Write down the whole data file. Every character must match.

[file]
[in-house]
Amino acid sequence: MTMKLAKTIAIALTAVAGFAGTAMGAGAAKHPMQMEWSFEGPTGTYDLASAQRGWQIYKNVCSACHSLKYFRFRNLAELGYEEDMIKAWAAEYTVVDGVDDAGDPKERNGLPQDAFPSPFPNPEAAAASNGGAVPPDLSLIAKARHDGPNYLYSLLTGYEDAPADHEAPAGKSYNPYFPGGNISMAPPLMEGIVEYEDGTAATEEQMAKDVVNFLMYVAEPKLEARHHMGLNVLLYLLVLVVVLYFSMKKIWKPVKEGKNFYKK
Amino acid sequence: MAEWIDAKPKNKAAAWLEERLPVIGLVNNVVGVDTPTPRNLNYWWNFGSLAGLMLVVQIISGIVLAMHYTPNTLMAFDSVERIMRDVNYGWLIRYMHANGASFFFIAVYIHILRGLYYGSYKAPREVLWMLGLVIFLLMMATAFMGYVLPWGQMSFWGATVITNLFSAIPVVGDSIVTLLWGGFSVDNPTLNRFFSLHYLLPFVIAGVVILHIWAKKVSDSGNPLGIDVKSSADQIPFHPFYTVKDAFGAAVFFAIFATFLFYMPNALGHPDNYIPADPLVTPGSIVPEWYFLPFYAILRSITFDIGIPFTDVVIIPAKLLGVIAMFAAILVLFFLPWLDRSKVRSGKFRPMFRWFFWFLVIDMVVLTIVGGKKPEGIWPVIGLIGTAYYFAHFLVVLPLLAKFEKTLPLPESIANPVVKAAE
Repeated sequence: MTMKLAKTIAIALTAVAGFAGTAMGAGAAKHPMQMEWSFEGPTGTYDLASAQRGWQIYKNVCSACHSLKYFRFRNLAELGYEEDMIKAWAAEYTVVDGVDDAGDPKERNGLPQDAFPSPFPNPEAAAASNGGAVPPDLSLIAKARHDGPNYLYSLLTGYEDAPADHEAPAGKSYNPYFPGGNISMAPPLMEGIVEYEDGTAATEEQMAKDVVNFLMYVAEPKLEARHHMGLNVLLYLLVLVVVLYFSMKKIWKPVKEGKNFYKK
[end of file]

[in-house]
Amino acid sequence: MTMKLAKTIAIALTAVAGFAGTAMGAGAAKHPMQMEWSFEGPTGTYDLASAQRGWQIYKNVCSACHSLKYFRFRNLAELGYEEDMIKAWAAEYTVVDGVDDAGDPKERNGLPQDAFPSPFPNPEAAAASNGGAVPPDLSLIAKARHDGPNYLYSLLTGYEDAPADHEAPAGKSYNPYFPGGNISMAPPLMEGIVEYEDGTAATEEQMAKDVVNFLMYVAEPKLEARHHMGLNVLLYLLVLVVVLYFSMKKIWKPVKEGKNFYKK
Amino acid sequence: MAEWIDAKPKNKAAAWLEERLPVIGLVNNVVGVDTPTPRNLNYWWNFGSLAGLMLVVQIISGIVLAMHYTPNTLMAFDSVERIMRDVNYGWLIRYMHANGASFFFIAVYIHILRGLYYGSYKAPREVLWMLGLVIFLLMMATAFMGYVLPWGQMSFWGATVITNLFSAIPVVGDSIVTLLWGGFSVDNPTLNRFFSLHYLLPFVIAGVVILHIWAKKVSDSGNPLGIDVKSSADQIPFHPFYTVKDAFGAAVFFAIFATFLFYMPNALGHPDNYIPADPLVTPGSIVPEWYFLPFYAILRSITFDIGIPFTDVVIIPAKLLGVIAMFAAILVLFFLPWLDRSKVRSGKFRPMFRWFFWFLVIDMVVLTIVGGKKPEGIWPVIGLIGTAYYFAHFLVVLPLLAKFEKTLPLPESIANPVVKAAE
Repeated sequence: MTMKLAKTIAIALTAVAGFAGTAMGAGAAKHPMQMEWSFEGPTGTYDLASAQRGWQIYKNVCSACHSLKYFRFRNLAELGYEEDMIKAWAAEYTVVDGVDDAGDPKERNGLPQDAFPSPFPNPEAAAASNGGAVPPDLSLIAKARHDGPNYLYSLLTGYEDAPADHEAPAGKSYNPYFPGGNISMAPPLMEGIVEYEDGTAATEEQMAKDVVNFLMYVAEPKLEARHHMGLNVLLYLLVLVVVLYFSMKKIWKPVKEGKNFYKK